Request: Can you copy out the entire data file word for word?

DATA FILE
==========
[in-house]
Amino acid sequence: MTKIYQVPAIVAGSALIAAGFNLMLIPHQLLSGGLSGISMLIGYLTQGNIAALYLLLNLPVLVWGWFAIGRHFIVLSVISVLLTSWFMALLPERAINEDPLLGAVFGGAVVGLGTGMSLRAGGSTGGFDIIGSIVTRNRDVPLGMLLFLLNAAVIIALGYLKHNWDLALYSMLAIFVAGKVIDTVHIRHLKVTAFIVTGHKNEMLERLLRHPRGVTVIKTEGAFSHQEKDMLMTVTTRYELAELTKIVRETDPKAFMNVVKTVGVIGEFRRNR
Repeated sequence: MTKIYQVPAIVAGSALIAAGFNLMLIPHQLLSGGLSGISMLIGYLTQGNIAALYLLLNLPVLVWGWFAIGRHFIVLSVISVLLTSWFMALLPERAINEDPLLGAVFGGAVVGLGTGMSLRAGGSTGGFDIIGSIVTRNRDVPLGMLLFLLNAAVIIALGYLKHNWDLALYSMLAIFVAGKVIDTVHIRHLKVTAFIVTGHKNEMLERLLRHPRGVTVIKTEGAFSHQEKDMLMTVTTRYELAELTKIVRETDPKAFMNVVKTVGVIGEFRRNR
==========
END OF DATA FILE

[in-house]
Amino acid sequence: MTKIYQVPAIVAGSALIAAGFNLMLIPHQLLSGGLSGISMLIGYLTQGNIAALYLLLNLPVLVWGWFAIGRHFIVLSVISVLLTSWFMALLPERAINEDPLLGAVFGGAVVGLGTGMSLRAGGSTGGFDIIGSIVTRNRDVPLGMLLFLLNAAVIIALGYLKHNWDLALYSMLAIFVAGKVIDTVHIRHLKVTAFIVTGHKNEMLERLLRHPRGVTVIKTEGAFSHQEKDMLMTVTTRYELAELTKIVRETDPKAFMNVVKTVGVIGEFRRNR
Repeated sequence: MTKIYQVPAIVAGSALIAAGFNLMLIPHQLLSGGLSGISMLIGYLTQGNIAALYLLLNLPVLVWGWFAIGRHFIVLSVISVLLTSWFMALLPERAINEDPLLGAVFGGAVVGLGTGMSLRAGGSTGGFDIIGSIVTRNRDVPLGMLLFLLNAAVIIALGYLKHNWDLALYSMLAIFVAGKVIDTVHIRHLKVTAFIVTGHKNEMLERLLRHPRGVTVIKTEGAFSHQEKDMLMTVTTRYELAELTKIVRETDPKAFMNVVKTVGVIGEFRRNR